Thursday, September 29, 2011

Guest Author: Inara Scott

Have you ever gotten an idea for a book or part of one of your novels from something or somewhere unexpected?

Oh absolutely! Part of the inspiration for my latest adult novel came from looking at my daughter’s Barbie fairies – I would never have expected to find inspiration in a Barbie, that’s for sure. I often find inspiration when reading non-fiction, even things wholly unrelated to my subject. I was reading about duality in a C.S. Lewis book when I got the idea for Delcroix Academy. I realized that the traditional science fiction/fantasy book pits good guys versus bad guys, and it’s always really obvious which is which. I thought it would be interesting to write a book in which the two sides were blurred, and no one, including the heroine, was entirely sure which side she was on.

Did you always know you would write a novel? Why did you finally decide to write one and when?

I had dreams of writing a novel for as long as I can remember, but had never gotten close before I started high school, when my family got its first desktop computer. Handwriting a novel had never worked for me. I couldn’t write fast enough to keep up with my brain, and I would get frustrated and give up quickly. Being able to type, edit, and see the words on the screen changed everything.

What are five things that are must haves when you are writing?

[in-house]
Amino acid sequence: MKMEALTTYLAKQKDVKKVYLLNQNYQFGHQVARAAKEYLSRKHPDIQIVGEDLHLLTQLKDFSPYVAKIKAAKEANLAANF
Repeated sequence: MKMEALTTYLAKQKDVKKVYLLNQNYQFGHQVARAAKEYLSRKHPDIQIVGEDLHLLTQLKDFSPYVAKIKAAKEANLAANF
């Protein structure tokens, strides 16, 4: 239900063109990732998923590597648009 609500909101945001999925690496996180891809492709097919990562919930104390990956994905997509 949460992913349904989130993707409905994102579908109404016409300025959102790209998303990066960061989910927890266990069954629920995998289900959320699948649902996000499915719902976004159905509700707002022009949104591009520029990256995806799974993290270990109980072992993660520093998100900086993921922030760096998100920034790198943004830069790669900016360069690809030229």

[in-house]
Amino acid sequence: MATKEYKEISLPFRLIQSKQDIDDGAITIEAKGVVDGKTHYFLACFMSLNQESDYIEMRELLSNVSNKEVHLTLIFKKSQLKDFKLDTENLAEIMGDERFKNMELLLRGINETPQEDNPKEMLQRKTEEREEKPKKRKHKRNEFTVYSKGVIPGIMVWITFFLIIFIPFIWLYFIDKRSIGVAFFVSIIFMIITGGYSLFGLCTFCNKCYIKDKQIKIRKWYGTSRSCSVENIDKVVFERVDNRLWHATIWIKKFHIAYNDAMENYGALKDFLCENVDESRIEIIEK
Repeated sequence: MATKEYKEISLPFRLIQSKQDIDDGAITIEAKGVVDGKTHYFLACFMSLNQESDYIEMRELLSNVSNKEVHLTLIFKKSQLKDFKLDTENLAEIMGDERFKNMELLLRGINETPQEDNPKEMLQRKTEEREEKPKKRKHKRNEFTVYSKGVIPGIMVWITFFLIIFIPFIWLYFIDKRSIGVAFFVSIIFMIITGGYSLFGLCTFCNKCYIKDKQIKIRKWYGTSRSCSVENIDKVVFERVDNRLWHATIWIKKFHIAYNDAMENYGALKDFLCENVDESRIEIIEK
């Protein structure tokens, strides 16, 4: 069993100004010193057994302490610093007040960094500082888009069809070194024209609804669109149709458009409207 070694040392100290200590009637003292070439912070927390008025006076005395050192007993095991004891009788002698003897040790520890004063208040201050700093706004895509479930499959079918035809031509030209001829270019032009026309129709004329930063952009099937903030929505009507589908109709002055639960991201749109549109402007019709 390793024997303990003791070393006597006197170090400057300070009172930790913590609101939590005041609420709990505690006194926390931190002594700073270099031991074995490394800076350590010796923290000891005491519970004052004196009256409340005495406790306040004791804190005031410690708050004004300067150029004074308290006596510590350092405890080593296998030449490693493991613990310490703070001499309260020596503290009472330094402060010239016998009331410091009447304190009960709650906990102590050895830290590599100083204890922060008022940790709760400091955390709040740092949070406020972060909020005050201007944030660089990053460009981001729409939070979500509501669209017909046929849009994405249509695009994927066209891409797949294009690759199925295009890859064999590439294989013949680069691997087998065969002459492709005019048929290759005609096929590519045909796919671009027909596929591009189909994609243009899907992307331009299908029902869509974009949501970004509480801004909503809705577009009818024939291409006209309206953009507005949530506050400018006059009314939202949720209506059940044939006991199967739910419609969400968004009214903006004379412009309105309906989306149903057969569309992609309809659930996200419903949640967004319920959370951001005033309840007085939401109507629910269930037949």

Honestly, because I have kids and had a day job for most of my writing career, I had to squeeze in my writing time whenever I could get it. I couldn’t afford to have “must haves.” But there are definitely things I like to have! Quiet (I don’t understand writing playlists – I stop paying attention to what I’m writing if a song comes on that I like!); my laptop (tried writing on my iPad but it wasn’t very successful); space (writing around people with constant interruptions drives me crazy) ; coffee (perhaps not necessary, but definitely helps). I guess that’s only four. ;-)

Is there one book that has had an impact on not only your writing, but on you personally?
Anne Lamott’s Bird by Bird is a beautiful memoir about writing, but also about living. Anne constantly reminds us not to judge ourselves, to let go of our fear, and to get the words on the page. Good reminders for anyone, writer or not.

What is the hardest emotion for you to convey?

Sadness. I get so deeply entrenched in my character’s lives that I have a very hard time torturing them and making them sad, the way a good author must. It’s my authorly Achilles heel.

Tell us something most people don’t know about you!
I have a Master’s degree in recreation and leisure studies (you didn’t even know you could get a Master’s degree in leisure, did you?). Before I went to law school, I moved around a lot, and worked as a guide for backcountry canoeing and kayaking trips, and taught kids to rock climb.

Which came first for you--the characters, the idea for the setting, or the plot?

The theme, really – the question of what is good and what is bad, and how in real life you don’t get to make easy choices labeled “right” and “wrong”. Next came the title , Taking Sides (which was later changed to Delcroix Academy: The Candidates), because I knew my book should be about a character being forced to take sides in this muddy, grey world. Then came the plot. Superpowers, romance – I wanted my character to have to pick sides, pick boys, etc. Then I started writing, and the voice of my character came to life, really without much forethought. I think she was there all along.

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